BOO! Making Sure Your Dog Has A Happy Halloween!

Halloween can be a very stressful time for your dog.  Between firecrackers going off in the neighbourhood, people with costumes wandering the streets or knocking at your door and the risk of getting into some toxic candy there is a lot to be concerned about.  Luckily there are some things that you can do to make sure this fall favourite is fun for everyone in your family – including the dog!

Keep reading for information and tips for a safe and happy Halloween:

  • Fireworks
  • Trick or Treat Visitors to your House
  • The dangers of Halloween candy (especially chocolate)
  • Avoiding potentially stressful situations (for your dog) with costumed people on the street
  • Dressing up your dog
  • Fun Halloween events for your dog

Fireworks:

Fireworks are a Halloween tradition for many people, and while they can be lots of fun they can also be disruptive and stressful for your dog.  The loud cracks and bangs often cause dogs to become nervous and agitated.

Fireworks Information for Greater Vancouver and BC:

If you live in Metro Vancouver fireworks ARE allowed as long as you have free permit and set them off in your backyard.  They may ONLY be set off on Halloween, however many people do not abide by this rule and set them off in the days leading up to the event.  Information on purchasing fireworks and rules for using them can be found in this CBC article.

Other areas of greater Vancouver that allow fireworks on Halloween include New Westminster, Port Coquitlam, Port Moody and the District of North Vancouver.

Many municipalities around Vancouver do not allow the sale or use of fireworks AT ALL.  These include Richmond, Coquitlam, Abbotsford, Surrey, Maple Ridge and Langley.

If you aren’t sure if your area allows fireworks be sure to check first!   You can also read up on fireworks bylaws across British Columbia.

Because fireworks can be so stressful for pets there is currently a “Change.org” petition out asking Metro Vancouver to ban the use of fireworks outright.

What can you do to help your Pet?

  • Make sure your dog gets plenty of exercise during the day so that they are content to stay inside and relax in the evening when firecrackers are most likely to be going off.
  • Provide a safe area for your dog to retreat to if they are nervous.  If your dog is crate trained that may be a good option.  Dogs are den animals and feel safe in smaller, enclosed spaces.  Make sure your dogs bed or favourite blanket is there to provide comfort and if a human is close by to provide comfort that is even better.
  • If your dog is extremely anxious during fireworks consider a product like a thunder coat – a coat that fits snugly around your dog making them feel more secure.

Trick or Treat!

One of the best parts of Halloween is getting to check out all of the great costumes the trick-or-treaters wear to your door.  Your dog however may find this LESS fun.  Constant knocking or doorbells may cause your dog to feel on edge and like they need to protect your home.  In order to help keep your dog calm (and avoid frightening any canine adverse trick-or-treaters at your door) make sure that your dog is in another room without access to the door.  It’s best if someone can be in the room with them and that they have other things to distract them like a favourite treat or toy.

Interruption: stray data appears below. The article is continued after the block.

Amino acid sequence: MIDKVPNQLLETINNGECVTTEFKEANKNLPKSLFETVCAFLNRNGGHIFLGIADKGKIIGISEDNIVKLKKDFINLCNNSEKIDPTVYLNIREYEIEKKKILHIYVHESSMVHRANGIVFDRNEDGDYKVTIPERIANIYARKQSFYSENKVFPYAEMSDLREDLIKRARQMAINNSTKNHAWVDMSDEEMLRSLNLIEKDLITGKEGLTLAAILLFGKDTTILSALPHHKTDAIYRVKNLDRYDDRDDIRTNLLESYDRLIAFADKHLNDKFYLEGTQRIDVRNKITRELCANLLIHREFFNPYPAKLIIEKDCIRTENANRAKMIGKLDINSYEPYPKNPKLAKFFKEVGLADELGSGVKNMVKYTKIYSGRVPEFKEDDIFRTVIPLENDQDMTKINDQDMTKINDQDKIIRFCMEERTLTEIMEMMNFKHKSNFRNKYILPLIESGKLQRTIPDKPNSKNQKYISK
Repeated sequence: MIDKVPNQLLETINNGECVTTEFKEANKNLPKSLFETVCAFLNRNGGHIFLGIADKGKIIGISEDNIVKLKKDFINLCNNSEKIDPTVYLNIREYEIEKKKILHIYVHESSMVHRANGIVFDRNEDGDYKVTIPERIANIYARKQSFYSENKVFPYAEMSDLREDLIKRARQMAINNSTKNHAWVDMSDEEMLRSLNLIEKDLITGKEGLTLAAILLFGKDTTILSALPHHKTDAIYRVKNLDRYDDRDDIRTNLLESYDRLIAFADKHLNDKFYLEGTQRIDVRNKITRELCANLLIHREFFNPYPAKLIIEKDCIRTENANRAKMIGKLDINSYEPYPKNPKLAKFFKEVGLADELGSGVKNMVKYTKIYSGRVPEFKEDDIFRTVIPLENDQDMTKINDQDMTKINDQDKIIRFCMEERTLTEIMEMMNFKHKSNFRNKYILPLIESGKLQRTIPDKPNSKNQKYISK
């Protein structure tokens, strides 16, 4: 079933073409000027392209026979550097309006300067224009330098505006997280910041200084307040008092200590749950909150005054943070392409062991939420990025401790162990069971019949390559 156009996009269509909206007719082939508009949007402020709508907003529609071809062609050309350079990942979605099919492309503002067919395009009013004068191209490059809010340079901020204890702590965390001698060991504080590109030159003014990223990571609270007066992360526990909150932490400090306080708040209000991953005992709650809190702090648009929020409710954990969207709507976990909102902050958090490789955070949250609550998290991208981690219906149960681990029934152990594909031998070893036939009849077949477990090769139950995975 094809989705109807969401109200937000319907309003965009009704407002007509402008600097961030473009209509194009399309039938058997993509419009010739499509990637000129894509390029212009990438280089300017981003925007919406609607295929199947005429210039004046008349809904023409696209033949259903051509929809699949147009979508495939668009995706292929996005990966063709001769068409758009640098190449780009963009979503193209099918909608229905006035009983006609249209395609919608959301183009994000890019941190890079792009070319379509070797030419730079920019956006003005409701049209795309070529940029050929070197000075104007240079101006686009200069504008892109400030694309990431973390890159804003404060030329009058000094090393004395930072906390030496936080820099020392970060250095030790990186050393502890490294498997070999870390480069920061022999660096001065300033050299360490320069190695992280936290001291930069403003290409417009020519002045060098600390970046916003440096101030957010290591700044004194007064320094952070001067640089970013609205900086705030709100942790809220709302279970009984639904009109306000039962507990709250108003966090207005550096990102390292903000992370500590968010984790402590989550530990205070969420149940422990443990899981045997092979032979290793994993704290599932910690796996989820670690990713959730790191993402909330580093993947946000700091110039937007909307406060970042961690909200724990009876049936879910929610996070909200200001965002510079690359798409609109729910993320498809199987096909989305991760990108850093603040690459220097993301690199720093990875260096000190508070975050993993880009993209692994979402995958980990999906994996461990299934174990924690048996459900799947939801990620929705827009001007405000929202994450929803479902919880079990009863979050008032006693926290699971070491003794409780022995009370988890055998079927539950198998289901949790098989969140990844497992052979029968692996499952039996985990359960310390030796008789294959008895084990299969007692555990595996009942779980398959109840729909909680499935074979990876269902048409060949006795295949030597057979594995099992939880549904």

Chocolate:

By now you probably know that chocolate and dogs DO NOT mix.  Chocolate (especially dark chocolate) is toxic to dogs.  The level of toxicity depends on the size of the dog, the strength of the chocolate and the amount that the dog consumed.  So make sure you keep the bowl of chocolate treats out of reach of the dog and if you have kids bringing bags of Halloween treats home make sure they are not left where the dog can find them.  If your dog does consume chocolate contact your vet immediately (or an emergency vet if your vet is not open) to determine what treatment is required.

People and Costumes:

On Halloween night the streets tend to be busier with dressed up children and adults heading out to various Halloween activities.  The sight of so many people out and about – especially dressed in unfamiliar costumes – can be upsetting to your dog and may cause them to become agitated.  In order to avoid the added stress of walking your dog while the streets are busy try and exercise your dog earlier in the day.  If possible wait until after the activity on the streets has quieted before taking your dog out for their bedtime bathroom break.

Dog Costumes:

You’ve likely seen them – those adorable dog costumes in the your favourite pet store.  Or maybe you’re talented and are thinking of making one yourself.  One thing is for sure, dressing up your dog for Halloween is getting more and more popular.  Many local stores even have “best dressed dog” contests or photo opportunities.

My girl Avy really enjoys dressing up.  She loves showing off her costume and especially all of the “oh she’s so cute” comments that she gets everywhere she goes.  But not all dogs are so easy going when it comes to costumes.  If you have never dressed your dog up before make sure you try the costume out at home before you attempt to take them out for a walk or to an event while wearing it.  You may want to consider introducing your dog to the outfit slowly – putting it on at home for short periods of time in the days leading up to Halloween.

Halloween Dog Events:

If you have got your dog used to an adorable costume and you’d like to show them off, check out our October events calendar for Halloween events for dogs in the City of Vancouver this year.

If you take the right steps Halloween can be a safe and enjoyable evening for your entire family!

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